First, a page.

Tunnel liner master inside the mold box.  The liner surface was formed with 0.020-inch thick V-groove siding with 0.080 inch spacing.  Random “boards had 0.010-inch thick “planks” attached to help represent the original concrete formers used for the tunnel.  The trapezoidal box fits onto mold wall shelves to occupy much of the open space above the liner side.

I am using a silicone RTV (Room Temperature Vulcanizing) product from Tap Plastics:  Tap Plastics website includes instructional videos on the mold making process.  The pair of five minute videos on simple mold making plus mixing the silicone are excellent.  Not noted in the video, though, is just how fast the mixed (two-part) material begins to turn viscous.  It looks like the working time for decent flow of the silicone RTV is about a half hour.  I am watching my initial batch slowly drip from on high (removing air bubbles) and can see I will need to mix a new batch to complete the first mold.  Note to self—make smaller batches. 

Silicone RTV dripping into the tunnel liner mold box.  Tap Plastics recommends dripping the mixed material from a high location to remove bubbles from the silicone.

In my first wave of mold master creation, I built two tunnel portals.  Both represent the cast concrete portals used in the 1926 construction of the SP Cascade Line (Natron Cutoff).  Fortunately, all tunnels on the line were completed in 1926, so those date numerals could be used for all of my concrete portals.  I used  Grandt Line’s “Building Date Plaques and Number Set” (300-5219) for the numerals.  I built the basic shape with various bits of thick styrene sheet and strip.  I bored the hole for the tunnel arch using a 2.5-inch hole saw.  This provides a hole with at least a 1/8-inch margin around the NMRA clearance guage.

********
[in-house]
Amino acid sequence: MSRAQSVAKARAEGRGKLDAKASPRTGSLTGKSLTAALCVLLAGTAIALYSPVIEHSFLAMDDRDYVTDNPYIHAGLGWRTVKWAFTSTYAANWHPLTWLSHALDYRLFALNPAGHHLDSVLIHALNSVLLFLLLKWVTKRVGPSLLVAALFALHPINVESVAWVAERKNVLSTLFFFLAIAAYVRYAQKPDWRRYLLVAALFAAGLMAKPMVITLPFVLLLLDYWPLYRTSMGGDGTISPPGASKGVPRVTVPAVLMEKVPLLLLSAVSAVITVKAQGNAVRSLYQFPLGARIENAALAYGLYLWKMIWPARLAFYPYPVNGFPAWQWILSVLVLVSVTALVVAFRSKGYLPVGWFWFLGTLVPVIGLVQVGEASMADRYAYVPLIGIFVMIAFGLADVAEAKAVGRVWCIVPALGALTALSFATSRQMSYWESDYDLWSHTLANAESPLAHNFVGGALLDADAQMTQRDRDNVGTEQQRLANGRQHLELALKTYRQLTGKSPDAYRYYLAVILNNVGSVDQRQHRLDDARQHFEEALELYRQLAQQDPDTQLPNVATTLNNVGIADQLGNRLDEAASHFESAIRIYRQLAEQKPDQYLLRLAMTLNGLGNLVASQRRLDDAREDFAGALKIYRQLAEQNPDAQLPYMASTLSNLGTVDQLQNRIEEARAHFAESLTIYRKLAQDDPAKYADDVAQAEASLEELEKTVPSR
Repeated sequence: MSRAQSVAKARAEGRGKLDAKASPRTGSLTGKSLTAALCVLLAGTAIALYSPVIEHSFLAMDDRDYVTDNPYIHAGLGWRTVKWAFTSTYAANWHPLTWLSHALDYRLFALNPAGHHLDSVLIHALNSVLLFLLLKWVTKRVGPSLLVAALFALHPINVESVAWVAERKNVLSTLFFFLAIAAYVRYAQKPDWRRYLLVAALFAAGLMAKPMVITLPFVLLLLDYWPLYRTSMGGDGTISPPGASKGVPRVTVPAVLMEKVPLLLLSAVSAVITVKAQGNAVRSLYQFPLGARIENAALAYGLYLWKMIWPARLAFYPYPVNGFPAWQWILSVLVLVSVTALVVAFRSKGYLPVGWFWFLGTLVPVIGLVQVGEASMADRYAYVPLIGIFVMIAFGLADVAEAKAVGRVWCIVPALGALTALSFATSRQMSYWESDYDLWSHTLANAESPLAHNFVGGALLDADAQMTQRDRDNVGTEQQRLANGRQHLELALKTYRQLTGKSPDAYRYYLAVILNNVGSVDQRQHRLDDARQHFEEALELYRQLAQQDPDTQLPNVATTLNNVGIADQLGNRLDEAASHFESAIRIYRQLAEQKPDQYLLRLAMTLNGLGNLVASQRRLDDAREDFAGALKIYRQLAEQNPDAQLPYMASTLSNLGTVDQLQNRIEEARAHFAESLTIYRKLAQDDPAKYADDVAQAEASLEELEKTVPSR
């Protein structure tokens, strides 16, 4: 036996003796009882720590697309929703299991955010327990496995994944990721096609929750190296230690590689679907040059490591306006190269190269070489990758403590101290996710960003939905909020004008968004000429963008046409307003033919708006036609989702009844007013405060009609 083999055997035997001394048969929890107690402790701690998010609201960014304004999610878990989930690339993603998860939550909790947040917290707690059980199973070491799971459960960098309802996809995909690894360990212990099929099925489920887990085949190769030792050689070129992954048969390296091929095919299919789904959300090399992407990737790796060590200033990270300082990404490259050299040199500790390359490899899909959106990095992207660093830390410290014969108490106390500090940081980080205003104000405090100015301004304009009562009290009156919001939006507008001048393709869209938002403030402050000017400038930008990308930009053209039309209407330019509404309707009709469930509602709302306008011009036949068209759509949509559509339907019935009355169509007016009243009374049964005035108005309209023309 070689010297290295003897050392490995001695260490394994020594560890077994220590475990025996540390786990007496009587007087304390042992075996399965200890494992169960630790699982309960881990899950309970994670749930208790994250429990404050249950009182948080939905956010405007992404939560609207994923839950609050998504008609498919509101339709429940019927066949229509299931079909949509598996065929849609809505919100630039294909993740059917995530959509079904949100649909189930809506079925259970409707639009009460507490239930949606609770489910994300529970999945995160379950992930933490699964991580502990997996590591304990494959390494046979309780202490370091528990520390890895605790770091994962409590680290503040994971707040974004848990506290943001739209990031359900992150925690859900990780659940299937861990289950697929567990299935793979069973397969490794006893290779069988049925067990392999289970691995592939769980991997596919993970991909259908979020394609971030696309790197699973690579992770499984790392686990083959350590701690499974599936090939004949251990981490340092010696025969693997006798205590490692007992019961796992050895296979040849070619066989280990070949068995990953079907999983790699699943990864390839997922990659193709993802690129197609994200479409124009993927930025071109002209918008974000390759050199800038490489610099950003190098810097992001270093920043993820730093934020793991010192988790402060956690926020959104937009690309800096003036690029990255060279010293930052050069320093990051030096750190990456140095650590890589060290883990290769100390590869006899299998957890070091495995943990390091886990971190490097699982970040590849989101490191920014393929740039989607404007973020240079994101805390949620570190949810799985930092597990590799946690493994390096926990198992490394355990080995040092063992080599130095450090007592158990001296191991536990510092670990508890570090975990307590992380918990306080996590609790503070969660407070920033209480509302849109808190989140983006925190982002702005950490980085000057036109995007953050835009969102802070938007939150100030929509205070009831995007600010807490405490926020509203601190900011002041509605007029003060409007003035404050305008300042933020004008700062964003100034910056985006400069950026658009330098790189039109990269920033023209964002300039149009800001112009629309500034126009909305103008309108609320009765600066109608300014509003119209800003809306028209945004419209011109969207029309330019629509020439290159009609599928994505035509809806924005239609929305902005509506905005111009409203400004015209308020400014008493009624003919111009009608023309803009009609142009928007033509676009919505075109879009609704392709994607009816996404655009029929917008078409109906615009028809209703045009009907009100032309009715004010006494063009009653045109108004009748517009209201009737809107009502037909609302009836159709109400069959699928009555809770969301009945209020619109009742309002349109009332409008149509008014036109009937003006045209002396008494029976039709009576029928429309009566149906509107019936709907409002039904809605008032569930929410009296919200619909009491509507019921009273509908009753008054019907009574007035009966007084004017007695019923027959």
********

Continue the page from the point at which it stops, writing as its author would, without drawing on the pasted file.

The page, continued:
Boring the tunnel arch.  Front and back plates are tack-glued together and clamped.  The 2.5-inch hole saw is chucked into my variable-speed drill run at a low speed to prevent melting the plastic.

The tunnel face used Evergreen V-groove siding, 0.040-inch thick with 0.080-inch spacing, similar to the tunnel liner.  This sized planking is a bit bigger than what I see in photos of the prototype portals, but helps me convey the impression of individual boards used for the concrete forms.  I attached “planks made of 0.010, 0.015, and 0.020-inch thick by 0.080 styrene strip to represent the form planks. 

Basic tunnel portal master under construction.  The thin styrene strips representing concrete form planks will be trimmed.

Tunnel portal mold boxes.  The portal masters are glued to the box base.  Box sides are attached to the base using silicone caulk.  The side walls are also held in by base strips.  The cross-walls are held in place by strips on the ends of the side walls.  

As noted, I have built two tunnel portals.  The first, basic portal will represent about a half dozen of the portals on the line.  The second one has extended walls representing the rest of the portals.  Castings from this master will be trimmed or cut as needed to represent the top-angled walls used in for several of the portals.  I probably could have saved some effort by just making this larger portal master, but I needed to be sure of my construction technique with the basic portal.